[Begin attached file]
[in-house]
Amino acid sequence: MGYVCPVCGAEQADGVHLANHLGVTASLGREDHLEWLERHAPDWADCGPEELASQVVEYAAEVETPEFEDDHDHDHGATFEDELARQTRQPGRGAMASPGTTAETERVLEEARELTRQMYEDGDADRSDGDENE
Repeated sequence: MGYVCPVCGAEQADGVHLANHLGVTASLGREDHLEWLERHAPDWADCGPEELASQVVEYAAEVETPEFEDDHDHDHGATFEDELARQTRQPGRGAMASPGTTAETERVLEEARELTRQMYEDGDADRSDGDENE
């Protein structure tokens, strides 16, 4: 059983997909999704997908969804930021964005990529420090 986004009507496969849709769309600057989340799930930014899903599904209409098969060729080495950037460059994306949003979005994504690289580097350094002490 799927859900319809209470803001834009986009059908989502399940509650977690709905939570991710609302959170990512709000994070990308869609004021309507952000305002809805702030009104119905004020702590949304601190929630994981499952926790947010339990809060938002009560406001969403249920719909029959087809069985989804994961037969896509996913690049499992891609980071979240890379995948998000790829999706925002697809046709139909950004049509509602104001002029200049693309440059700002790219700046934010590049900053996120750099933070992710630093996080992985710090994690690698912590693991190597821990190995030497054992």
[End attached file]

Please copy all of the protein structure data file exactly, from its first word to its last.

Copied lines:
[in-house]
Amino acid sequence: MGYVCPVCGAEQADGVHLANHLGVTASLGREDHLEWLERHAPDWADCGPEELASQVVEYAAEVETPEFEDDHDHDHGATFEDELARQTRQPGRGAMASPGTTAETERVLEEARELTRQMYEDGDADRSDGDENE
Repeated sequence: MGYVCPVCGAEQADGVHLANHLGVTASLGREDHLEWLERHAPDWADCGPEELASQVVEYAAEVETPEFEDDHDHDHGATFEDELARQTRQPGRGAMASPGTTAETERVLEEARELTRQMYEDGDADRSDGDENE
């Protein structure tokens, strides 16, 4: 059983997909999704997908969804930021964005990529420090 986004009507496969849709769309600057989340799930930014899903599904209409098969060729080495950037460059994306949003979005994504690289580097350094002490 799927859900319809209470803001834009986009059908989502399940509650977690709905939570991710609302959170990512709000994070990308869609004021309507952000305002809805702030009104119905004020702590949304601190929630994981499952926790947010339990809060938002009560406001969403249920719909029959087809069985989804994961037969896509996913690049499992891609980071979240890379995948998000790829999706925002697809046709139909950004049509509602104001002029200049693309440059700002790219700046934010590049900053996120750099933070992710630093996080992985710090994690690698912590693991190597821990190995030497054992």